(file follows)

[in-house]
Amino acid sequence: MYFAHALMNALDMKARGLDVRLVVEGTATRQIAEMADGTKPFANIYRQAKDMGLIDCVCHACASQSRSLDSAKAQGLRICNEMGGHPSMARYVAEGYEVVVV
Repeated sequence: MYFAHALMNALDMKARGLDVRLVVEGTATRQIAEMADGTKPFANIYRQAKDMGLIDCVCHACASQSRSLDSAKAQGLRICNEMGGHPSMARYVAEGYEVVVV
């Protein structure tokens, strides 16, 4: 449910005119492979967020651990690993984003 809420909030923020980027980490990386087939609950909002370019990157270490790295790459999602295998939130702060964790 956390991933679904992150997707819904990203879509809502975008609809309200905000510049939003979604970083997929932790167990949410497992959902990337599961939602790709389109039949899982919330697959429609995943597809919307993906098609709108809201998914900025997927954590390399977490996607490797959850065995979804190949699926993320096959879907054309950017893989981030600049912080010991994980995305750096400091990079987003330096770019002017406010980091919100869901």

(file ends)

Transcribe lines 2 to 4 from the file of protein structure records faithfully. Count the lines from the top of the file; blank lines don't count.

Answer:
Amino acid sequence: MYFAHALMNALDMKARGLDVRLVVEGTATRQIAEMADGTKPFANIYRQAKDMGLIDCVCHACASQSRSLDSAKAQGLRICNEMGGHPSMARYVAEGYEVVVV
Repeated sequence: MYFAHALMNALDMKARGLDVRLVVEGTATRQIAEMADGTKPFANIYRQAKDMGLIDCVCHACASQSRSLDSAKAQGLRICNEMGGHPSMARYVAEGYEVVVV
């Protein structure tokens, strides 16, 4: 449910005119492979967020651990690993984003 809420909030923020980027980490990386087939609950909002370019990157270490790295790459999602295998939130702060964790 956390991933679904992150997707819904990203879509809502975008609809309200905000510049939003979604970083997929932790167990949410497992959902990337599961939602790709389109039949899982919330697959429609995943597809919307993906098609709108809201998914900025997927954590390399977490996607490797959850065995979804190949699926993320096959879907054309950017893989981030600049912080010991994980995305750096400091990079987003330096770019002017406010980091919100869901």